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The Patriarchy - A Female Perspective

Interview with Samantha E McGonigle

 

Margot Hilraven: What do you think about the patriarchy? Can you envisage a time when it might finally be consigned to history?

Samantha: That’s a very interesting question. It’s also a fairly loaded question, though I wouldn’t have said that several years ago. I mean, it depends what is meant by the patriarchy. Like other women I know in the Goddess movement, the meaning is considered definably clear and belief in the patriarchy is an Article of Faith. But I have to say, I no longer see the issue as quite that straightforward.

Margot Hilraven: That’s rather interesting. Can you tell us more?

Samantha: I know it probably sounds like a betrayal of everything I once stood for, but the more deeply I thought about the issue, the more I realised that the deplorable state of the world is not entirely the fault of men. Yes, the history of mankind has been one of violence, warfare, and exploitation, but women are not above all that. Are bad women merely mimicking the patriarchy? I don’t think so. I believe that the patriarchy has to be understood more broadly. The Jungian scholar Marion Woodman once said that the patriarchy is a culture in which the driving force is power. Whenever we see men – or women – exerting power and control over others, then we see the patriarchy in action. It’s unfortunate, in my opinion therefore, that the term “patriarchy” is such a gendered term.

Margot Hilraven: But surely the patriarchy was created by men to serve the interests of men? Do you not agree with that?

Samantha: To make sense of the patriarchy, we first need to understand gender. Genderism when allied to spiritual issues is a major stumbling-block in the world today. In nature, we don’t find complete separation between masculine and feminine behaviours and therefore ultimately, the deities cannot be gendered, no matter how much we try to make them conform to our own image. Such binary terms are cultural constructions. In fact, what is considered feminine in one culture, can be considered quite differently in another. But more importantly, if we value both feminine and masculine, the less likely we are to regard one gender as more superior or hostile than the other and then we can begin making some progress towards defusing the gender war. We also hear a lot in our culture about the Sun being male and the Moon being female, for instance. I suppose as a gay woman, I never really identified with the Moon at all. I once read a book many years ago, written by Janet McCrickard, which challenged the conventional view that the Sun is male. That started me thinking along different lines.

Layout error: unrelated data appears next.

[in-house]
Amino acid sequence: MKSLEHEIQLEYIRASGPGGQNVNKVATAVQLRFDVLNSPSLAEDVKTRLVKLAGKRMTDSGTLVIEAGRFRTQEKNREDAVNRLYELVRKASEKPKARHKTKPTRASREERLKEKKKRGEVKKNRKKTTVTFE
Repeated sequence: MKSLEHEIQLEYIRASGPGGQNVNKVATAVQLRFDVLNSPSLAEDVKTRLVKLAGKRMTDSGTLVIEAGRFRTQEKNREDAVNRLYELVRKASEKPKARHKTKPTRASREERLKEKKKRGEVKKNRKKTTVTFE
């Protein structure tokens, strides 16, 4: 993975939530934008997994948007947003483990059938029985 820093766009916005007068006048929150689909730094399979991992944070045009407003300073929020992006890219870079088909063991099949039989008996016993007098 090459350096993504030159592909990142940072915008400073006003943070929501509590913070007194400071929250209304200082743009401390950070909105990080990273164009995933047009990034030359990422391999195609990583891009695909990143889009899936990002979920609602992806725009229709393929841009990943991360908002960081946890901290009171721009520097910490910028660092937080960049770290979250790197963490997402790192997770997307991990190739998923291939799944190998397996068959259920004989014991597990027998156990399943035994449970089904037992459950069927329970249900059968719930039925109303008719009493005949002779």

Margot Hilraven: That’s intriguing. I’ve always accepted the Sun as masculine and the Moon as feminine. Am I mistaken here?

Samantha: If I say you’re not fundamentally mistaken, you might think I’m being evasive, or even contradictory. But as I see it, gender attribution in such a case is symbolic and cultural rather than actual. You’re entitled to adopt the symbolism or the correspondences that resonate with you – but they do not constitute the whole truth and nothing but the truth. Let me give you an example. There were women from the Tuvan tribe in Siberia who said the sun was female because it rose early, like the women did, and gave birth to the day. The moon, on the other hand, was considered male because the moon was absent a great deal of the time from the sky, similar to the men who were frequently away hunting. It’s all a matter of perception.

Margot Hilraven: I see. It’s hard to argue with that one, so I’ll move on. Do you ever have regrets about leaving the Goddess Movement?

Samantha: I have to say that I never really wanted to leave the Movement; there are many sincere seekers within it – good women who are on a quest to be the best they can be and who strive to make the world a better place for the benefit of everyone. But there are also those who only focus on so-called “feelgood” stuff. I’ve known many within the Movement who are simply narcissistic and self-interested by nature. When there’s a strong focus on “embracing the Goddess within each of us”, or in finding a goddess that we “like the look of”, then there’s also a grave danger of appealing only to those with outsized egos. And believe me, I’ve seen more than my fair share of those.

Margot Hilraven: Finally, do you have any advice to women, or indeed men, seeking a spiritual path?

Samantha: That’s a difficult one. All I can say is: don’t pursue the concept of perfection. There’s a saying you may have heard: “It’s better to be whole than to be nice”. If your quest is to be a well-rounded person, the less you will feel driven to be "perfect". I always felt, perhaps because I grew up in a strict Catholic background and attended Convent school, that I was grossly imperfect as a human being and squandered years trying very hard to be a “nice” person. I can tell you, that was a mighty struggle – despite regular visits to the confessional box, I’m afraid to say. There were times instead when I felt like simply going out and punching somebody. (laughs) I’m pleased to say, however, that I never did and no longer want to.

Thank you, Samantha, for such candid and insightful views.

END

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